Another great comedy-drama on the struggle to not just make ends meet, but also to be respected along the way, is Craig Robinson’s security guard hero of Killing It, on Peacock. He is almost a poster-child for the American Dream, an African-American office security guard fizzing with ideas and optimism on how to make something of himself.
Yet when he dons his best suit to bring his energy and plans to the bosses at his own workplace for a small business loan, he is met with patronising rejection. He decides to go another way, where his ingenuity will be a plus and not a handicap – as a bounty hunter for giant escaped snakes, with a demented Australian Uber-driver accomplice.
More mainstream humour is brought to bear in Quinta Brunson’s much-awarded Abbott Elementary on ABC. At first the stressed staff and structures of Philadelphia’s crumbling public education system might not seem fertile territory for comedy, but the passion and quirks of the teachers have made the series a hit with both critics and audiences, who see some of the own experiences reflected and a sense that if we didn’t laugh we would cry.
Nowhere is the battle to make ends meet and the need for ingenuity to provide for a family sharper than in Molly Smith Metzler’s Maid, for Netflix. It is a breathtakingly fresh look at the struggles of a single mother fleeing a toxic relationship, trying to keep her minimum-wage cleaning gig as the only way to keep custody of her young daughter.
Society conspires at every turn to stop her – if she cannot afford to run her car she will lose her gig and if she loses her gig or misses a check-in with a social worker, her precarious existence will crumble. Yet at every turn she overcomes micro-disasters with courage and cleverness, not in some Pollyanna version of an imaginary plucky young woman, but because she knows her family is at stake and ingenuity born of desperation is the only survival option. She is the poster-girl for not letting the bastards grind you down.
There were those quite happy to reflect a wide diversity in ethnicity or sexuality while equally happy to ignore shamefully low representation of working class subjects or writers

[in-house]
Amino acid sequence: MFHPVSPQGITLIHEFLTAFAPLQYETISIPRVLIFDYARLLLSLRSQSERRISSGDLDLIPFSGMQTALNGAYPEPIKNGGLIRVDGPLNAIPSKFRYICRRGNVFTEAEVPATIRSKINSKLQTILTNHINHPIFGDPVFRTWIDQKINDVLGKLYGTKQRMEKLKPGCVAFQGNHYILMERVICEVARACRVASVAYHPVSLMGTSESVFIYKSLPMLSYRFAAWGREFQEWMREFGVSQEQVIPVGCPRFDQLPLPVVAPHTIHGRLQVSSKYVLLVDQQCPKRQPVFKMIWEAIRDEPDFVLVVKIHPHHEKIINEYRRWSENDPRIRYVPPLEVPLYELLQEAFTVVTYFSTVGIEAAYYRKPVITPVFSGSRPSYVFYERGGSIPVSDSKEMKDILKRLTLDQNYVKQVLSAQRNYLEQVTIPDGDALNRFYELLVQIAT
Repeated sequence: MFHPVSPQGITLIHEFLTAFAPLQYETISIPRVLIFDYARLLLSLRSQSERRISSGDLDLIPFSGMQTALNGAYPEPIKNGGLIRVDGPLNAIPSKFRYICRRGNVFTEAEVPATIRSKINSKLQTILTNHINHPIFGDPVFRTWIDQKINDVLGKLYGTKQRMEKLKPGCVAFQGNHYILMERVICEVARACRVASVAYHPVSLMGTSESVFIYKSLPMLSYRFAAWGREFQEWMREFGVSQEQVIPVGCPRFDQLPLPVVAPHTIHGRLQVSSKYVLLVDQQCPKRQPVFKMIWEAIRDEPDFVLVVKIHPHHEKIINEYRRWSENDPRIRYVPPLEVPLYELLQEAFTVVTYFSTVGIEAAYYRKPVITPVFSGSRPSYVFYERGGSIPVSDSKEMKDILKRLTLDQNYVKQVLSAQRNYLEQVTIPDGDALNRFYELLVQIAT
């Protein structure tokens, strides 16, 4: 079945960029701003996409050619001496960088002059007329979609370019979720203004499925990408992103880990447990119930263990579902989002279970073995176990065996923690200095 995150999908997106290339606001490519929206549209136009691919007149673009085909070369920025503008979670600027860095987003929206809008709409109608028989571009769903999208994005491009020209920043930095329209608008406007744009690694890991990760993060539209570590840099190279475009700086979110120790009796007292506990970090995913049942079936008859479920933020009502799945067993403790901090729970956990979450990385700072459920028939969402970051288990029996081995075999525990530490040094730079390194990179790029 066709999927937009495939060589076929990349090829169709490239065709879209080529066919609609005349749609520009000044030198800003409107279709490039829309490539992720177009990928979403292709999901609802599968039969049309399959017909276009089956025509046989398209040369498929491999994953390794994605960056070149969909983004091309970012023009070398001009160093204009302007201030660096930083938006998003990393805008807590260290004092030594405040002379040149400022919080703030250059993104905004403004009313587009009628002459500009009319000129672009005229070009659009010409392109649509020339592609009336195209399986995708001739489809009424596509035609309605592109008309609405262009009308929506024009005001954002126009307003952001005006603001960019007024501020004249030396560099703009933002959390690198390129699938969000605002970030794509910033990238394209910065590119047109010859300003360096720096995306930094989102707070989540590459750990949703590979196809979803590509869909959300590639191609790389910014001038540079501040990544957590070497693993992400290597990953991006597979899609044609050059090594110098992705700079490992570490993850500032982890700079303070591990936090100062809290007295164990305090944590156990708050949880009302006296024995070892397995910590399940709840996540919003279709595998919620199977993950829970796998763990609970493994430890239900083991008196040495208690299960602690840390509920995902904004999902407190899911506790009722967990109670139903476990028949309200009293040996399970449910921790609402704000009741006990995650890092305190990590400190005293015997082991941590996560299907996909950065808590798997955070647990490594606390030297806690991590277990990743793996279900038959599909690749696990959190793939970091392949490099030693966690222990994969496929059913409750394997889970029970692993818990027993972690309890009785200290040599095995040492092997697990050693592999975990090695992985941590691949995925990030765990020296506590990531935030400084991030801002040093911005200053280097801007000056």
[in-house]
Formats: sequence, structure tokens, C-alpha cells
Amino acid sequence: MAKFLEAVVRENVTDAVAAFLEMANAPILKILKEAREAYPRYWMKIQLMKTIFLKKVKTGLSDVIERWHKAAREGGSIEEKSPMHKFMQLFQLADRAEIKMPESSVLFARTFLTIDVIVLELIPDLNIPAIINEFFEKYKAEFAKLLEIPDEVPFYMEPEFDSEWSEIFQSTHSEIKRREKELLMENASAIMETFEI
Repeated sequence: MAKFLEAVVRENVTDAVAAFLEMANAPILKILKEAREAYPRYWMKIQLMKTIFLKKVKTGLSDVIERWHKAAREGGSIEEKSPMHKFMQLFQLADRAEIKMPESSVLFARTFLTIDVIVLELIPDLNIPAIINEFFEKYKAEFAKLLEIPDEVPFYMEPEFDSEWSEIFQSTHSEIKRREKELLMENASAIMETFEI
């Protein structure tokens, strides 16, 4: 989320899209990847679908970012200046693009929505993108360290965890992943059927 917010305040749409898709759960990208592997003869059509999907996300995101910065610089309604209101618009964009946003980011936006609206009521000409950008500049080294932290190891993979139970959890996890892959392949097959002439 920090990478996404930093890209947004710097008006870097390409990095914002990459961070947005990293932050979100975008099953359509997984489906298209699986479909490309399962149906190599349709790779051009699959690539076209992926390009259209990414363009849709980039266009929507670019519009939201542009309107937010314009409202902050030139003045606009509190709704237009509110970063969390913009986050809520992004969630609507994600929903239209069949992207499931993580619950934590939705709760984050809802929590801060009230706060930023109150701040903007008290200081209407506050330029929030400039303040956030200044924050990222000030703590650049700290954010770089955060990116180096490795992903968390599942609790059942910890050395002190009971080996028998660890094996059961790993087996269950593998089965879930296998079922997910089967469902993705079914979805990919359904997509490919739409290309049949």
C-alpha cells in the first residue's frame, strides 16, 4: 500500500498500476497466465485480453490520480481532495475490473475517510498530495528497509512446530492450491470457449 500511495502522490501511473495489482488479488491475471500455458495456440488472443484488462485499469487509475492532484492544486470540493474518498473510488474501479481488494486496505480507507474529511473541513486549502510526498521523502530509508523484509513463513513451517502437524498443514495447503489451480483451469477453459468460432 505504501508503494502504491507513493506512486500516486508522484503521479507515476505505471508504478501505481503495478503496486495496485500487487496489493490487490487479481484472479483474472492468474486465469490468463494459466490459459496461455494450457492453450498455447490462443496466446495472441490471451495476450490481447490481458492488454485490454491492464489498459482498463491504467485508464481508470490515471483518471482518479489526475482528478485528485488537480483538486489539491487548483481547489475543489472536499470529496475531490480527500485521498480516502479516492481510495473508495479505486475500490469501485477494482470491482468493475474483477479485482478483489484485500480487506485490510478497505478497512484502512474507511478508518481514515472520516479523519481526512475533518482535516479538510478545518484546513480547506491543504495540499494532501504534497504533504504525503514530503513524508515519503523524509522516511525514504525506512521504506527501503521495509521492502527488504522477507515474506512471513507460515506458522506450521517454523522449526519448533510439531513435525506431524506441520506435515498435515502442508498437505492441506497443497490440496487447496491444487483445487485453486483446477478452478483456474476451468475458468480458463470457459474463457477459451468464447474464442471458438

A similar dynamic is at work in the hyper-successful The Cleaning Lady on Fox, long championed by EP Rose Marie Vega, in which an illegal immigrant former doctor, trying to get bone marrow treatment for her son, scratches a living as a cleaning lady until she witnesses a murder and is recruited by criminals to tidy up their crime scenes as a handy alternative to being killed.
The same links between economic survival, ingenuity, caring for family and the underworld never being far away, run through many of these series and seem to have struck a chord with audiences worldwide. We are starting to glimpse lives around the world that often share a sense of working class perspectives and values, albeit in utterly different places and backgrounds, yet always with a fierce love of family and street smarts directed at surviving and thriving rather than curling up and dying.
It was perhaps inevitable that our collective emergence from a pandemic and the arrival of a global economic slump would be reflected in our screen drama. The Covid experience, though shared, fell harder on ordinary working people than any other section of society. It was once described, admittedly rather cynically, as “upper class people staying at home while working class people delivered their stuff”.